The irony isn’t lost on me —
the sushi on my plate speaks,
how tragic. On the TV
fishermen haul, gut, chastise
albacore tuna, their blood clotting
for human livelihood
and I think about Alaska,
her blood-bright salmon
spotted from the train, from the shore,
wondering if my spawn will leave me gently
or if it will be ripped out by desperate men.
I open and close a homeless jaw
with the toe of my boot, next to a spine
tangled in the tide’s misgivings.
A salmon, bleached pink and almost no longer,
struggles upriver to breach
its final frontier.
I have that longing too,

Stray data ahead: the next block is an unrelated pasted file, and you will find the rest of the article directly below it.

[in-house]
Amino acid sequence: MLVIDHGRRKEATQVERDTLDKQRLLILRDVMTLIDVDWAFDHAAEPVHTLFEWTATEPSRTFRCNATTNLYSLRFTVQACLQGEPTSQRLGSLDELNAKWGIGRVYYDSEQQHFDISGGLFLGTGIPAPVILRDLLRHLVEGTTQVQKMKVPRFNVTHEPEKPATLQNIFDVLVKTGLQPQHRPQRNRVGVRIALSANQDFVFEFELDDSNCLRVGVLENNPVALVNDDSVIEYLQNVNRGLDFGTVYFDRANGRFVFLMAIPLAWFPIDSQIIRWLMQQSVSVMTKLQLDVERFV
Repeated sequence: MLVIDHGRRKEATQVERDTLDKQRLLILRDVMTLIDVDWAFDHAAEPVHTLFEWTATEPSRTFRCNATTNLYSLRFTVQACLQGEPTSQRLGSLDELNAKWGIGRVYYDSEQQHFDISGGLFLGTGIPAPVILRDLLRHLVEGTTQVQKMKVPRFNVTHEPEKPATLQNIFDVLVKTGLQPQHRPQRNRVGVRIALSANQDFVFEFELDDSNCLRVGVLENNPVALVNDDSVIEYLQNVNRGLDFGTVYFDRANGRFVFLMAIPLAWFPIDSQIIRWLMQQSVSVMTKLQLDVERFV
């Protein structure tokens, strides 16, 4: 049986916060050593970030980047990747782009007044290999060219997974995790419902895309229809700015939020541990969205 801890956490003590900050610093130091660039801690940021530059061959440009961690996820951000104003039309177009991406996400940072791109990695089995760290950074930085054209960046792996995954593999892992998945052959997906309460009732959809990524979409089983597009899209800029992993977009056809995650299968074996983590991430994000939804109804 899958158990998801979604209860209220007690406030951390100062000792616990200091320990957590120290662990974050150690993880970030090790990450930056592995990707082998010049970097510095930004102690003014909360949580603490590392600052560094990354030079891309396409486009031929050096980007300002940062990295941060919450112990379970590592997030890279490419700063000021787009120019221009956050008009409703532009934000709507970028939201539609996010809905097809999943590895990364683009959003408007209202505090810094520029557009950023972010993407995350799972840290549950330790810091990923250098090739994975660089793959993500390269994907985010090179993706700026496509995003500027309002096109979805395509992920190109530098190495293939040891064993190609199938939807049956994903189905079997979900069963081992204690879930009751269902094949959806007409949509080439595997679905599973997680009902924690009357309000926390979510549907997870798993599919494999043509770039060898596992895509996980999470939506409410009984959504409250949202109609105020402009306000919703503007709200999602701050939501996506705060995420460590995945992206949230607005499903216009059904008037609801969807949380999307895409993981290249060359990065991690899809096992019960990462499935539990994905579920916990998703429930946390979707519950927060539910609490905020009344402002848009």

but instead I look away and up
at the juvenile bald eagles flying
Alyssa Pearl Fusek grew up in the small mountain community of Cobb, California. She graduated in 2015 from Willamette University with a B.A. in Japanese Studies. Her work has appeared in Ghost Parachute and Noble / Gas Qtrly. She currently lives and writes in Chico, California with her partner and one cat. You can read more of her work at catandmothwritings.wordpress.com, and follow her on Twitter @japanesepearl.
Originally published in the FALL 2018 edition of The Helix.